Drug pricing is out of Biden’s framework, but Dems say they’re not giving up yet
Two Democratic committee chairmen said Thursday that they are not giving up on including provisions to lower prescription drug prices in President Biden‘s social spending package after it was left out of a framework released by the White House.
“We’re staying at it. This is too important,” said Senate Finance Committee Chairman Ron Wyden (D-Ore.). “I’ve had a number of conversations on that this morning.”
A House Energy and Commerce Committee aide said Chairman Frank Pallone (D-N.J.) “does not think the Build Back Better Act can pass the House without meaningful reforms to lower the cost of prescription drugs.”
But the path forward remains steep, given objections from a handful of moderate Democrats.
Where things stand: One of those moderate Democrats, Sen. Kyrsten Sinema (D-Ariz.), reached an agreement with the White House on a far more scaled-back drug pricing measure, according to a source familiar with the talks.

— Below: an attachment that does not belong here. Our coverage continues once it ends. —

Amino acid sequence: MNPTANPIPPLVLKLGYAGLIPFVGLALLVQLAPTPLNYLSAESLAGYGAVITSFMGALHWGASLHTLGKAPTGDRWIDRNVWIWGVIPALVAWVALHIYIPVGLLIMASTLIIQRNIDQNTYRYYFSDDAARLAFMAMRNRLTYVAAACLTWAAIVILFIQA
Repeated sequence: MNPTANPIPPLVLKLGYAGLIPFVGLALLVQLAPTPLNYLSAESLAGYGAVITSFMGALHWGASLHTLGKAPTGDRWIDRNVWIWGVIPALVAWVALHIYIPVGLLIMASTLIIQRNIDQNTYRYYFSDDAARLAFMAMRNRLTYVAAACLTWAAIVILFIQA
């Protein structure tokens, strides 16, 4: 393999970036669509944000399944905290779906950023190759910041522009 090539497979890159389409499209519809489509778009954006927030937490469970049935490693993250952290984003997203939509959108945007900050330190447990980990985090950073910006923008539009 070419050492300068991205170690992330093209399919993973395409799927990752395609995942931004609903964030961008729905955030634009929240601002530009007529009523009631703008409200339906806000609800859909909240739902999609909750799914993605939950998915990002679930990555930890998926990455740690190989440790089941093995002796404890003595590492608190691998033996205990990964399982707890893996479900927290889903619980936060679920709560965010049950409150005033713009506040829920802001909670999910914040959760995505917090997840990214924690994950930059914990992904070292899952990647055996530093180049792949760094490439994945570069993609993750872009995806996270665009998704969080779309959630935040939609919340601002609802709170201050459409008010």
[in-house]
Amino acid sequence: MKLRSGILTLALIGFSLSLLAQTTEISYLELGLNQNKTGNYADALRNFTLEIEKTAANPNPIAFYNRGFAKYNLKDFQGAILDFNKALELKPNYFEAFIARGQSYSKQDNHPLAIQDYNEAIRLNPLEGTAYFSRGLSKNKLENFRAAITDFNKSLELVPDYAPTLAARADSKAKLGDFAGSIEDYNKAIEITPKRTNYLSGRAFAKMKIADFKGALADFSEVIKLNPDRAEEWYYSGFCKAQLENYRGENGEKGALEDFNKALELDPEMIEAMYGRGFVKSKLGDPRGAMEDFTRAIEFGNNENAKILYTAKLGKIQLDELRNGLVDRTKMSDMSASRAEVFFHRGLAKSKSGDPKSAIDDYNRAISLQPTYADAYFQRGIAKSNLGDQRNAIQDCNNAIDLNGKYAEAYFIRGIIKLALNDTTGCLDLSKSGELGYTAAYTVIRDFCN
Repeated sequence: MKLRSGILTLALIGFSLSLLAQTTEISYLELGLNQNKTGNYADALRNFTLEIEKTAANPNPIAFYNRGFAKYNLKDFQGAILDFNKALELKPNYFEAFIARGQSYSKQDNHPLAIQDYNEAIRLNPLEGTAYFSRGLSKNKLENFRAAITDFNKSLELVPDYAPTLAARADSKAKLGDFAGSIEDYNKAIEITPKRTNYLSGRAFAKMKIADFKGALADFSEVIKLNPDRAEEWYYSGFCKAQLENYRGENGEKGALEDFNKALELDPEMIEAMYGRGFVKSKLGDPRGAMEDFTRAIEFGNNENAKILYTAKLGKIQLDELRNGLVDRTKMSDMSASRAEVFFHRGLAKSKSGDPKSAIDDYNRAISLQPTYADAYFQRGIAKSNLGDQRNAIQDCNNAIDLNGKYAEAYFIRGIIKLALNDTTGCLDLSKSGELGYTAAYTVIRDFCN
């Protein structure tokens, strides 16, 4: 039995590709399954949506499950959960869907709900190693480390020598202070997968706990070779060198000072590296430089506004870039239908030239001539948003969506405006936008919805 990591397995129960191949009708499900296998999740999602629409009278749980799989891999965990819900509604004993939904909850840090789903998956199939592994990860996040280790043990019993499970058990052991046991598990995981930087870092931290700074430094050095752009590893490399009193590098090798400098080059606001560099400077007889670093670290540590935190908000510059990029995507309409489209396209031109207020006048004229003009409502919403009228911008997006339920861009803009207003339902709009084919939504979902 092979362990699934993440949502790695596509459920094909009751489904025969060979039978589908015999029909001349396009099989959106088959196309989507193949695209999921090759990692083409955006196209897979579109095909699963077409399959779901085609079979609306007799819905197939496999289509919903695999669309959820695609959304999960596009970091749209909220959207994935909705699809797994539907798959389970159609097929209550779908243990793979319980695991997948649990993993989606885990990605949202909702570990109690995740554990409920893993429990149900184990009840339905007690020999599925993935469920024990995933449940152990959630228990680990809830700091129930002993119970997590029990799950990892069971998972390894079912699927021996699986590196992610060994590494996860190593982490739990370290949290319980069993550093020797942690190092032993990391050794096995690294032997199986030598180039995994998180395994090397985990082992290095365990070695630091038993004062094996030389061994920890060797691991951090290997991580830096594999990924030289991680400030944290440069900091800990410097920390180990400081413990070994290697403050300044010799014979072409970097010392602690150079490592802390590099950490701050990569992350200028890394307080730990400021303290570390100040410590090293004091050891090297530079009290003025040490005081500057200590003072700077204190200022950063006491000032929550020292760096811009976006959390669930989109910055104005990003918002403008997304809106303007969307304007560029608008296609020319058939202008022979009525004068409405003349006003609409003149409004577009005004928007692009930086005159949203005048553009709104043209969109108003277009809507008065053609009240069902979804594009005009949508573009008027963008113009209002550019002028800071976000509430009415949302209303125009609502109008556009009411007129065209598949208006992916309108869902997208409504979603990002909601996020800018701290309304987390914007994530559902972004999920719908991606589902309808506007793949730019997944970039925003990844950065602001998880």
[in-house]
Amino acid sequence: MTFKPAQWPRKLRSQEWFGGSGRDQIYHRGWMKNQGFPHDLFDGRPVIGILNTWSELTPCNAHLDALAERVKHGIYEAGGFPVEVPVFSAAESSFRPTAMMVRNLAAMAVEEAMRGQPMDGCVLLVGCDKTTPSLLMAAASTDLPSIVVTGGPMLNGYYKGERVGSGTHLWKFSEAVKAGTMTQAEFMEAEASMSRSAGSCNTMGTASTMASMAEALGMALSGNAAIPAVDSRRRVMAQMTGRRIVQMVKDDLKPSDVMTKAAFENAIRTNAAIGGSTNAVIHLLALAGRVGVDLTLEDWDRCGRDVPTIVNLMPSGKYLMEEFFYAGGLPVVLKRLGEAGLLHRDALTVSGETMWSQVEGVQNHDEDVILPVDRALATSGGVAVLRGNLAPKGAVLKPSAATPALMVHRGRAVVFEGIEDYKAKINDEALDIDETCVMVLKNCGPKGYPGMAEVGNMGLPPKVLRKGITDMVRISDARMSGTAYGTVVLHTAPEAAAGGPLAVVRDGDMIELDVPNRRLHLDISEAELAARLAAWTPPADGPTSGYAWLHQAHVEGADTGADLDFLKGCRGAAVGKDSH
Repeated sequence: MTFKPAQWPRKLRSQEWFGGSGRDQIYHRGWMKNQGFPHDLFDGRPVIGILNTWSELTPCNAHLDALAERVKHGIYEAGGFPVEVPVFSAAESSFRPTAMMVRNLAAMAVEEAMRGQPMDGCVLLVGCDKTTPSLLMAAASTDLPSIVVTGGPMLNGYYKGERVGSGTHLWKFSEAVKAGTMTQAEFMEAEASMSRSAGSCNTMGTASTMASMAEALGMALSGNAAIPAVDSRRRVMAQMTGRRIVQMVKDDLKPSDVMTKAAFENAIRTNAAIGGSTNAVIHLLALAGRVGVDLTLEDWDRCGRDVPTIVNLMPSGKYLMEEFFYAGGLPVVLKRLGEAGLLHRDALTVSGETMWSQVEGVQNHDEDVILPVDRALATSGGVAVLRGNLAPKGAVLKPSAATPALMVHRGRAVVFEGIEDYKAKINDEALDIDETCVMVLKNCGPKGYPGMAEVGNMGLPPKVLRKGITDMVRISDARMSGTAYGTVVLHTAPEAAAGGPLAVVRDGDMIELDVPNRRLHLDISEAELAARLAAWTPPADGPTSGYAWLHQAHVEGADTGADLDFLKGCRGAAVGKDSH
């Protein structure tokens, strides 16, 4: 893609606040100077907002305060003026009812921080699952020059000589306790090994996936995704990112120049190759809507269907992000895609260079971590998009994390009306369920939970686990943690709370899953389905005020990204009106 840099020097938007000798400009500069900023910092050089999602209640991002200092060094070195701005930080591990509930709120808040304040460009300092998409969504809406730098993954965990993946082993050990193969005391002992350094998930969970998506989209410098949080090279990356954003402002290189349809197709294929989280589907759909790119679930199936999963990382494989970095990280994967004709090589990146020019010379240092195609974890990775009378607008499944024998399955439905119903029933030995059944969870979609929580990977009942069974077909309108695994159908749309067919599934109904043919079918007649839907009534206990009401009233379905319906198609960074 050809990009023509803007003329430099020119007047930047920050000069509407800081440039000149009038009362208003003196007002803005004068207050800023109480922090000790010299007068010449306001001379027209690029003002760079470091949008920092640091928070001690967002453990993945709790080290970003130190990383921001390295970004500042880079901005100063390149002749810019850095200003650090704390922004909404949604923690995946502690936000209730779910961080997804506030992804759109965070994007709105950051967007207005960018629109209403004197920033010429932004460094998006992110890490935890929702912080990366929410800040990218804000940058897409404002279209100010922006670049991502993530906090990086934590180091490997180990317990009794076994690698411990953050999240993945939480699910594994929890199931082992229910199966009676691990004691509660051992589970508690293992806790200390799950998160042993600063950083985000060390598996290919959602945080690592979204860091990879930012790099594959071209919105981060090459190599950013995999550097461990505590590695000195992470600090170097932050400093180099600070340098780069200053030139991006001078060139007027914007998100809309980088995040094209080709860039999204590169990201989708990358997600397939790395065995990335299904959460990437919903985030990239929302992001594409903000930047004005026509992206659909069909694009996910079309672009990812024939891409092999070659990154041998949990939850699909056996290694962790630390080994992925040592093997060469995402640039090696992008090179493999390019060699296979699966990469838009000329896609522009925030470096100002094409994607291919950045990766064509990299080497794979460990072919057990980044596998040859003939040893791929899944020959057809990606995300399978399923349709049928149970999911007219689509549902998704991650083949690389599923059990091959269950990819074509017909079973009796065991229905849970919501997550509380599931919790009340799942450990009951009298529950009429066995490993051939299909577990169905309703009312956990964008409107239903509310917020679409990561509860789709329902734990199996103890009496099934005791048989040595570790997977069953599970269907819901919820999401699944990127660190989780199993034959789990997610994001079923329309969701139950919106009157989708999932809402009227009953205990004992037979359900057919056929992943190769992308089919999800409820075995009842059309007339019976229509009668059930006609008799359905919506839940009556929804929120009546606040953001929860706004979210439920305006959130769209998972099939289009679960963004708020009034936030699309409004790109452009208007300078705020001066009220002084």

That agreement was similar to a proposal put forward by Reps. Scott Peters (D-Calif.) and Kurt Schrader (D-Ore.), which would allow Medicare to negotiate lower drug prices only in far more limited circumstances, for older drugs that no longer have patent protection.
That proposal has been described as grossly inadequate by drug pricing advocates and by a key House Democratic chairman.
A House Energy and Commerce Committee aide said Thursday that the proposal “would be unable to pass in the House,” and “would do functionally nothing to lower prescription drug prices for the American people.”
Path forward: So it remains to be seen if lawmakers can reach a deal to satisfy both Sinema and the many Democrats who want to go further.